For many Franklin & Marshall students preparing for final exams, the library was the place to be on Monday evening. But for Tigist Hailu ’11, the facade of the library—and that of several other buildings on campus—was where the most significant learning was on display.
Hailu presented “Association, Memory and Time: Six Decades of the African-American Experience at F&M” for dozens of members of the F&M community on Monday night. Beginning on Manning Alumni Green and continuing to other locations on campus, the presentation commemorated the 60th anniversary of the first African-American students to graduate from Franklin & Marshall. It was Hailu’s final project for ART 372: The Camera, taught by Assistant Professor of Art John Holmgren.
With the help of her friends and professor, Hailu used projectors to display images of African-American alumni on the facades of buildings that meant the most to them, including Shadek-Fackenthal Library, Keiper Hall, Old Main, Distler House, Steinman College Center and the Black Cultural Center. The images included quotes about why the alumni felt connected to each building.
Hailu began the project with the help of Tony Ross ’91, president of the African-American Alumni Council, who helped put Hailu in touch with local African-American alumni. The graduates represented each decade of the past 60 years, including Sydney N. Bridgett ’51, the Rev. Louis Butcher ’65, Donna Eileen Glover ’76, Monica Gantz DuBose ’85, Raymond C. DuBose ’84, Ross, and Nick Peterson ’02. The alumni visited campus to have their portraits taken in the digital photo laboratory in the Department of Art & Art History.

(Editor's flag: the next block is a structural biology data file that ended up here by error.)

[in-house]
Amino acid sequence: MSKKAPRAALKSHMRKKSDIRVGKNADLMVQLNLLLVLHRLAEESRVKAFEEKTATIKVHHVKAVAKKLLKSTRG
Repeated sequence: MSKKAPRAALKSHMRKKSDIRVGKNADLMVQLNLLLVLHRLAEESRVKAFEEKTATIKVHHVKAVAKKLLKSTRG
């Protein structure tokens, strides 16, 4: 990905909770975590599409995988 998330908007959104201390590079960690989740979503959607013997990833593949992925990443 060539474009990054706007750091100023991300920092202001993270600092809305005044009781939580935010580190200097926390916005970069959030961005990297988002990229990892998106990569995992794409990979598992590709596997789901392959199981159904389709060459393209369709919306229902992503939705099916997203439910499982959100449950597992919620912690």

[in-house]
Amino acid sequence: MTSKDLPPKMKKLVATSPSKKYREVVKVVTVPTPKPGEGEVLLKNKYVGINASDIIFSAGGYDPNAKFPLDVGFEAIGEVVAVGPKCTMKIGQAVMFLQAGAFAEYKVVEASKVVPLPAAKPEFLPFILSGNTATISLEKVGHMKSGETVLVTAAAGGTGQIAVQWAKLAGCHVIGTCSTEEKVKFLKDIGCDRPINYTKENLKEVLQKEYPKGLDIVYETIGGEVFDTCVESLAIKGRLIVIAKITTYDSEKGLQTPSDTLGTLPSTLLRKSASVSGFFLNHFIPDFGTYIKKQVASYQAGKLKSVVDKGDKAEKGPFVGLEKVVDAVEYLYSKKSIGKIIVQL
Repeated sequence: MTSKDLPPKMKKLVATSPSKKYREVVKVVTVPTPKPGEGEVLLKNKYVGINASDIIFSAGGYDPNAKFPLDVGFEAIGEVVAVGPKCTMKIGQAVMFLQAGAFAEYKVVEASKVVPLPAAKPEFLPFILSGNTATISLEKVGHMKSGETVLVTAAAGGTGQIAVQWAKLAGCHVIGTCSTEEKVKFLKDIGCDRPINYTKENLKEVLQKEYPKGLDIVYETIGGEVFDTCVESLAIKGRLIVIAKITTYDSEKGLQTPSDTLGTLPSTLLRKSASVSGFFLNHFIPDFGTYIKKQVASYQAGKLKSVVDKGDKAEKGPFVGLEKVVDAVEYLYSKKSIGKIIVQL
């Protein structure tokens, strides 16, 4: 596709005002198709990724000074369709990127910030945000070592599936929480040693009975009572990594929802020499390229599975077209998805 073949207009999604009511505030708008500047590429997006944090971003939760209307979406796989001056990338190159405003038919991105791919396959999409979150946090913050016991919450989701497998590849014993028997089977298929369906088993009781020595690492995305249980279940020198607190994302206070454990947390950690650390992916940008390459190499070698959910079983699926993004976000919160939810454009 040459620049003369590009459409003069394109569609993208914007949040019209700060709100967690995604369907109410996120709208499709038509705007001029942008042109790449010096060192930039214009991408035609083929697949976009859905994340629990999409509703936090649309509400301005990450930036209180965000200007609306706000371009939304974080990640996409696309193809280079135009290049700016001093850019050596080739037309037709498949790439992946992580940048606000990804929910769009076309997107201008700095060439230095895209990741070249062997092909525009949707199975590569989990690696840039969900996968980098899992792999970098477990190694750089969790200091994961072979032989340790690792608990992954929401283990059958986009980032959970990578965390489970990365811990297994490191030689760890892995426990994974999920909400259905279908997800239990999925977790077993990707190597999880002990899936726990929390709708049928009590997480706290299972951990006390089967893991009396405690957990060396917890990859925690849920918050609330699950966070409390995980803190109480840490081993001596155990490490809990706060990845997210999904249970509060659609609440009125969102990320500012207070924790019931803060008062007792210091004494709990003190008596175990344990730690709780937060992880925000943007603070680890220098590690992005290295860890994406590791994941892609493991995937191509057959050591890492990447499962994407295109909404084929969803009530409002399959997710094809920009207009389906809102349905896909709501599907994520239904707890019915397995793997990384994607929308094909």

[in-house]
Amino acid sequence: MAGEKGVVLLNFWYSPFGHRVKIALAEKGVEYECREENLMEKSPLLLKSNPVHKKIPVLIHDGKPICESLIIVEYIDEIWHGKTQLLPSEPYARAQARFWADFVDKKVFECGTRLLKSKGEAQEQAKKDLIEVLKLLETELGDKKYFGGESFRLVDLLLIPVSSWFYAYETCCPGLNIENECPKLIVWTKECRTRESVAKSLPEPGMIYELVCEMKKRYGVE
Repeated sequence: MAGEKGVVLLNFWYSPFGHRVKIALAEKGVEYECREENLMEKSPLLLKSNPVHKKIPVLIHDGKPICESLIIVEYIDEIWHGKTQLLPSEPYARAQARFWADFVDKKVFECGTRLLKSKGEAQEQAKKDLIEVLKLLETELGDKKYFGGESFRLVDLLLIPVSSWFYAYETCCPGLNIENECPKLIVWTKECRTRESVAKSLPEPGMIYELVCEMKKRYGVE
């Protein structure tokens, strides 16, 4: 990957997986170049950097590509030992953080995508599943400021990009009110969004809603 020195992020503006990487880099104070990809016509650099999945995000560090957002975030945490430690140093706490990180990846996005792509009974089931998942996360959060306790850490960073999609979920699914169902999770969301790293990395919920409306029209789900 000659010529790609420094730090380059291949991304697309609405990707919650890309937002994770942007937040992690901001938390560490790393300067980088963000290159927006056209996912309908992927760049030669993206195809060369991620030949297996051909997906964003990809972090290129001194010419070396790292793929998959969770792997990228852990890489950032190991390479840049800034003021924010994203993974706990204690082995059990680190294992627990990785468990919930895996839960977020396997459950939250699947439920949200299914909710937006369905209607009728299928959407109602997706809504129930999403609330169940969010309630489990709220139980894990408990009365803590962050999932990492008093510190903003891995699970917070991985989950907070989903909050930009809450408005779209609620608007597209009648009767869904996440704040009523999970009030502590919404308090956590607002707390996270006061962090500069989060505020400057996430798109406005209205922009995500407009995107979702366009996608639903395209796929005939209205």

“Meeting each of the alumni and learning about their experiences at F&M was the best part of the project, especially meeting Sydney Bridgett,” Hailu says. “It was great to hear the positive experience the alumni had at F&M, never experiencing anything negative, even though there was racial tension in the county during the 1950s and 1960s.”
Hailu says she learned about the 60th anniversary of African-American students when fellow senior Victoria Ryland ’11 directed Performing Identities in March at the Other Room Theater. Performing Identities was the first production at the College written, directed and performed entirely by African-Americans. Hailu’s creative inspiration came from French artist JR, an “urban activist” who uses photography and projected imagery to engage community members and prompt them to question their surroundings.